Improving Access to Healthcare in Nepal

Since 2008, Possible (formerly known as Nyaya Health) has been committed to delivering high-quality, low-cost healthcare to the people of Nepal. The non-governmental organization was founded by a group that includes Duncan Maru, MD, PhD, and brothers Ryan Schwarz, MD, MBA, and Dan Schwarz, MD, MPH, who are former or current residents with the Doris and Howard Hiatt Residency in Global Health Equity and Internal Medicine for Brigham and Women’s Family Care Associates at Brigham and Women’s Faulkner Hospital.

Cracked walls of the Bhirkot Health Post that was damaged during the earthquake and  will be one of the health posts rebuilt by Possible in 2015.
Cracked walls of the Bhirkot Health Post that was damaged during the earthquake and
will be one of the health posts rebuilt by Possible in 2015.

Nepal is one of the world’s poorest countries, but it also has some of the most progressive healthcare policies. The country’s constitution guarantees the right to health and universal healthcare for the poor. However, in rural areas, millions don’t get the care they need from the traditional private, public and philanthropic approaches to healthcare. That’s where Possible and its durable approach to healthcare come into play. Durable healthcare is a public–private partnership that enables a nonprofit healthcare company to be paid by the government to deliver healthcare within the government’s infrastructure.  It brings together the quality of the private sector, access of the public sector and innovation enabled by philanthropy. Core financing is tied to performance. Read the full story.

BWH Nurse Mentors Partner with Haitian Nurses to Improve Care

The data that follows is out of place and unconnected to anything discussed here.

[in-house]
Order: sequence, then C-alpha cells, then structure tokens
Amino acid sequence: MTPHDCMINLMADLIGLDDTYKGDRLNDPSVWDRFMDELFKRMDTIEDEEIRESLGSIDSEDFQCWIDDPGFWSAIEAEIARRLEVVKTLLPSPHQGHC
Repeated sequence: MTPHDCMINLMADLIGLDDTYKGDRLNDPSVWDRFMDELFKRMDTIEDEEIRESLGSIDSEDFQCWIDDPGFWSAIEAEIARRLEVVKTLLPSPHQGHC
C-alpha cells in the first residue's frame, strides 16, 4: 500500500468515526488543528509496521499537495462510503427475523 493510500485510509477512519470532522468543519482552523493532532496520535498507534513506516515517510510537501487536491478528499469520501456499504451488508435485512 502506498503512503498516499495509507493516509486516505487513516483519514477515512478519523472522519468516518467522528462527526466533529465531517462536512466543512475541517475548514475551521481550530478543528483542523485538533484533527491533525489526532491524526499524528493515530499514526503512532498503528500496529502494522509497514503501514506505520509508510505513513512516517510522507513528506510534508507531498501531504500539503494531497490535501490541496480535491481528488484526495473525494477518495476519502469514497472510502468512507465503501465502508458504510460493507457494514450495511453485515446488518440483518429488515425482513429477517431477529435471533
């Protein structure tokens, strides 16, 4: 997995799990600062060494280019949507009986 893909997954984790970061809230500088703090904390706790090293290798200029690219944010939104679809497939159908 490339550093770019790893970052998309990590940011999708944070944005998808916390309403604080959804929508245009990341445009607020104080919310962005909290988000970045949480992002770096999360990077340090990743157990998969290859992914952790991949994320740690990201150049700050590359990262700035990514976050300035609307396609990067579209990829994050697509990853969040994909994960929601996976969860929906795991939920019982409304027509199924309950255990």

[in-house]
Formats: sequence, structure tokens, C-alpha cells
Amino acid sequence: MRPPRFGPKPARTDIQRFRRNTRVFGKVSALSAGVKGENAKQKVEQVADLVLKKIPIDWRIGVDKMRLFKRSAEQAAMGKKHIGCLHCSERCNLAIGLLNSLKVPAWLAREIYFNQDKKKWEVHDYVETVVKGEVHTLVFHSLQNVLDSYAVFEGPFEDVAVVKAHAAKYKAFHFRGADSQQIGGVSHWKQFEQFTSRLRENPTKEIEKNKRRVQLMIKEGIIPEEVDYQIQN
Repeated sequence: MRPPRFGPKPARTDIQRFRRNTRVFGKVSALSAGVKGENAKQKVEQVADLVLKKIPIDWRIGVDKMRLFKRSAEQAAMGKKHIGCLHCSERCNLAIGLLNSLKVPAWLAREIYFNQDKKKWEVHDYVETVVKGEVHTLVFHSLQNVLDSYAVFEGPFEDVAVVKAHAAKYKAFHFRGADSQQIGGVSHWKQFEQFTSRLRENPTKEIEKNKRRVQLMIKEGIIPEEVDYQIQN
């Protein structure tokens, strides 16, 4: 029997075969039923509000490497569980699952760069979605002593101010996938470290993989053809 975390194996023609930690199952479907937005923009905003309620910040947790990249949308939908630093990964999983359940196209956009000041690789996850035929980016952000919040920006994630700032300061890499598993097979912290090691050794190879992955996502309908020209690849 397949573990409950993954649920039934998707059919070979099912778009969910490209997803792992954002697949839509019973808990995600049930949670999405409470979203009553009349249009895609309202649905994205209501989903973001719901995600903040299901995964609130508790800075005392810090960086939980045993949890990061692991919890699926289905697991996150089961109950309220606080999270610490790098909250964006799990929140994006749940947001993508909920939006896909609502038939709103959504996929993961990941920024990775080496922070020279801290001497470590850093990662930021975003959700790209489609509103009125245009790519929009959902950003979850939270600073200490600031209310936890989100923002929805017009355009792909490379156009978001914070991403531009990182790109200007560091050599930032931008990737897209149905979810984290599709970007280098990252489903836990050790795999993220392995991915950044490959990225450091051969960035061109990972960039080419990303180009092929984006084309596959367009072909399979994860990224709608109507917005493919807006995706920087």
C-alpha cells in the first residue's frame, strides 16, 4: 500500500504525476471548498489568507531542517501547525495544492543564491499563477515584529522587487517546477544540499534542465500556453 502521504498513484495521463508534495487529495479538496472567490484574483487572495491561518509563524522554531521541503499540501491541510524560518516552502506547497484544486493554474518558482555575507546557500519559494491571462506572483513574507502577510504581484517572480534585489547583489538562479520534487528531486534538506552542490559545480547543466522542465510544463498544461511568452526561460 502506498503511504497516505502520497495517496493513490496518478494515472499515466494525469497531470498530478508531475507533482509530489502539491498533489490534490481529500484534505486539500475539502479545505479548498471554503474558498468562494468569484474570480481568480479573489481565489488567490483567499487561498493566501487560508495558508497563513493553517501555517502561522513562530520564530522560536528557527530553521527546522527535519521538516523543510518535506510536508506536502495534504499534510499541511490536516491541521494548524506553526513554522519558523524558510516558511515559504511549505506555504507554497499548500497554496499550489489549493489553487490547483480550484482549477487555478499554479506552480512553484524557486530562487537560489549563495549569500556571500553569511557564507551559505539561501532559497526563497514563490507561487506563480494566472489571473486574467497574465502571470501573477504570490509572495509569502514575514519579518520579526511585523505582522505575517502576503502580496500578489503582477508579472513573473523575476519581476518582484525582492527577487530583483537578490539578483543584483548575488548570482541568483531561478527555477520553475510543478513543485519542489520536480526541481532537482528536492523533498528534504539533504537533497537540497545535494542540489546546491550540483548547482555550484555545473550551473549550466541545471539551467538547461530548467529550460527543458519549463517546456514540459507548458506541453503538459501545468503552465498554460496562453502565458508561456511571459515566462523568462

A group of dedicated BWH nurses are helping to make a lasting impact on patient care, nursing education and scholarship in Haiti through a unique mentorship program.

Every summer for the past five years, the BWH Nursing department has hosted cohorts of nurses from Haiti for four days, pairing them with BWH nurses on patient care floors, who serve as mentors. This initiative is part of the International Nurse Faculty Partnership called the Regis College Haiti Project, a collaboration between the Regis College School of Nursing, Science and Health Professions, Partners In Health (PIH), Haiti’s Ministry of Health, and Haiti’s State University that strives to improve access to quality health care in Haiti by addressing the acute nursing shortage and the call for advancement of nursing education.

Nurses from Haiti visit BWH
In June, BWH welcomed Haitian nurse educators to CWN 9 for four days of clinical shadowing and discussion.

The rigorous education and leadership program is offered to Haitian nursing faculty across Haiti, who enroll in the master’s of Nursing program at Regis and spend time in clinical settings as part of their learning experience. “Spending time in a clinical setting is absolutely essential to learning,” said Patrice Nicholas, DNSc, DHL (Hon.), MPH, MS, RN, ANP, FAAN, director of Global Health in the BWH Center for Nursing Excellence.

Continue reading “BWH Nurse Mentors Partner with Haitian Nurses to Improve Care”

Community Trust and the Ebola Endgame

What must be done in order to end the Ebola epidemic?

BWH’s Ranu Dhillon, MD, and J. Daniel Kelly, MD, of the Wellbody Alliance, co-authored a perspective piece in the New England Journal of Medicine to propose some answers to this pressing question, focusing specifically on Guinea.

The doctors outline the importance of gaining trust and enhancing community respect for response efforts as Ebola teams engage with communities and try to end the epidemic. In the article, they explain how community distrust, rooted in recent decades of misrule and political tumult, enables Ebola to persist. They write:

“In Guinea, community distrust enables Ebola to persist in areas where people continue to hide the sick, conduct funerals in secret, and elude contact tracing…We need to build trust with communities and enhance their respect for response efforts if we are to overcome these challenges and bring the epidemic to an end. Communities are not uncooperative because they are backward or uneducated. On the contrary, they harbor a distrust of Ebola response efforts that is completely rational, given their experience during recent decades of misrule and political tumult…”

Read the full perspective, called “Community Trust and the Ebola Endgame,” in the New England Journal of Medicine.

Ranu Dhillon, MD, is a member of the BWH Division of Global Health Equity and an advisor to the president of Guinea on the Ebola response. J. Daniel Kelly, MD, is the co-founder of Wellbody Alliance, which works alongside Partners In Health in Sierra Leone.